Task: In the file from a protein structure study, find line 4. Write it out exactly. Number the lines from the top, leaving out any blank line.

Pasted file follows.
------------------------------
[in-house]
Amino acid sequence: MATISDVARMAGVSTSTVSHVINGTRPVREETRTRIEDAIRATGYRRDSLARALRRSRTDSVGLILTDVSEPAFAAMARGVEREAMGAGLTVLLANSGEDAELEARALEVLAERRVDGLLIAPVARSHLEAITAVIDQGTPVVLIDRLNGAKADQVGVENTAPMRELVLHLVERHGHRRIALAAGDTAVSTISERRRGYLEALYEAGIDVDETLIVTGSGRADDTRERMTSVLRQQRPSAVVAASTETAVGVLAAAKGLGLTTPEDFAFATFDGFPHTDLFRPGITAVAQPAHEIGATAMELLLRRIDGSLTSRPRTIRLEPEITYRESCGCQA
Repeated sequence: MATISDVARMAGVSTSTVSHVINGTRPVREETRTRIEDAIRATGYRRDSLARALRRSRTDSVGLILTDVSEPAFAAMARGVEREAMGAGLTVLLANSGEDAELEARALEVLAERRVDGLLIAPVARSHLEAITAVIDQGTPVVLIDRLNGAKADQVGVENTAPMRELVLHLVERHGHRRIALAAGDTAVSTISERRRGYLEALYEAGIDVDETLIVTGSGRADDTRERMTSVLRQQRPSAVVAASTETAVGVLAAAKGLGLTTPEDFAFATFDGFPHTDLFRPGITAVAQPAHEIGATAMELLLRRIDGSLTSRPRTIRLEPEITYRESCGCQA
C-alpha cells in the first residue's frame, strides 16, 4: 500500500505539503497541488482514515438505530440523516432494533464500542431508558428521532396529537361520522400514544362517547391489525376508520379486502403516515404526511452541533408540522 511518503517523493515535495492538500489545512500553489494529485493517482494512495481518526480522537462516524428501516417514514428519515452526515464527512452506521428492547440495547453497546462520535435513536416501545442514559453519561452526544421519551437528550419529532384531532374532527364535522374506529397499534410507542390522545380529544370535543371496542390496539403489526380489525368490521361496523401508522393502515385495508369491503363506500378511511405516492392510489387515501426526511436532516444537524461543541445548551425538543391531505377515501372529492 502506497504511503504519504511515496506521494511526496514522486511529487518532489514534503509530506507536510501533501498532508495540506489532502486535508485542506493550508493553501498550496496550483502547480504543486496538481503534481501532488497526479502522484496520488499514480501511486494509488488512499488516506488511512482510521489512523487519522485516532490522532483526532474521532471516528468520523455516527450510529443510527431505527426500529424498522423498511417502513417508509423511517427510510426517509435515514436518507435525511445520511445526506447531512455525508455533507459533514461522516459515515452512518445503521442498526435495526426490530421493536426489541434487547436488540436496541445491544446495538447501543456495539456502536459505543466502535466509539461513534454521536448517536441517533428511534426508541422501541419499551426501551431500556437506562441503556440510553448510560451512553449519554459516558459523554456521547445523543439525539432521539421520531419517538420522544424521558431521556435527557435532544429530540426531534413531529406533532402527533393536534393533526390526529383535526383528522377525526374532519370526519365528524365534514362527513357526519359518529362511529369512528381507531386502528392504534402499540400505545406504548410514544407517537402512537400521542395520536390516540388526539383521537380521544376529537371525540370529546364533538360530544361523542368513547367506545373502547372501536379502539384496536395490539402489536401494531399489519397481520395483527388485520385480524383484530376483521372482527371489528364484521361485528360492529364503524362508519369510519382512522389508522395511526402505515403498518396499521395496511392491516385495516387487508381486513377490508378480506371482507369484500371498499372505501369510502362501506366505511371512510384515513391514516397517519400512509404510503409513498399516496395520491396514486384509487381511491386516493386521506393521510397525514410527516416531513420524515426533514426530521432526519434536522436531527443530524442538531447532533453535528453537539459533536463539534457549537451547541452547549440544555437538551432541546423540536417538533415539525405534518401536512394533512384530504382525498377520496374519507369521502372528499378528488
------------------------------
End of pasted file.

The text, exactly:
C-alpha cells in the first residue's frame, strides 16, 4: 500500500505539503497541488482514515438505530440523516432494533464500542431508558428521532396529537361520522400514544362517547391489525376508520379486502403516515404526511452541533408540522 511518503517523493515535495492538500489545512500553489494529485493517482494512495481518526480522537462516524428501516417514514428519515452526515464527512452506521428492547440495547453497546462520535435513536416501545442514559453519561452526544421519551437528550419529532384531532374532527364535522374506529397499534410507542390522545380529544370535543371496542390496539403489526380489525368490521361496523401508522393502515385495508369491503363506500378511511405516492392510489387515501426526511436532516444537524461543541445548551425538543391531505377515501372529492 502506497504511503504519504511515496506521494511526496514522486511529487518532489514534503509530506507536510501533501498532508495540506489532502486535508485542506493550508493553501498550496496550483502547480504543486496538481503534481501532488497526479502522484496520488499514480501511486494509488488512499488516506488511512482510521489512523487519522485516532490522532483526532474521532471516528468520523455516527450510529443510527431505527426500529424498522423498511417502513417508509423511517427510510426517509435515514436518507435525511445520511445526506447531512455525508455533507459533514461522516459515515452512518445503521442498526435495526426490530421493536426489541434487547436488540436496541445491544446495538447501543456495539456502536459505543466502535466509539461513534454521536448517536441517533428511534426508541422501541419499551426501551431500556437506562441503556440510553448510560451512553449519554459516558459523554456521547445523543439525539432521539421520531419517538420522544424521558431521556435527557435532544429530540426531534413531529406533532402527533393536534393533526390526529383535526383528522377525526374532519370526519365528524365534514362527513357526519359518529362511529369512528381507531386502528392504534402499540400505545406504548410514544407517537402512537400521542395520536390516540388526539383521537380521544376529537371525540370529546364533538360530544361523542368513547367506545373502547372501536379502539384496536395490539402489536401494531399489519397481520395483527388485520385480524383484530376483521372482527371489528364484521361485528360492529364503524362508519369510519382512522389508522395511526402505515403498518396499521395496511392491516385495516387487508381486513377490508378480506371482507369484500371498499372505501369510502362501506366505511371512510384515513391514516397517519400512509404510503409513498399516496395520491396514486384509487381511491386516493386521506393521510397525514410527516416531513420524515426533514426530521432526519434536522436531527443530524442538531447532533453535528453537539459533536463539534457549537451547541452547549440544555437538551432541546423540536417538533415539525405534518401536512394533512384530504382525498377520496374519507369521502372528499378528488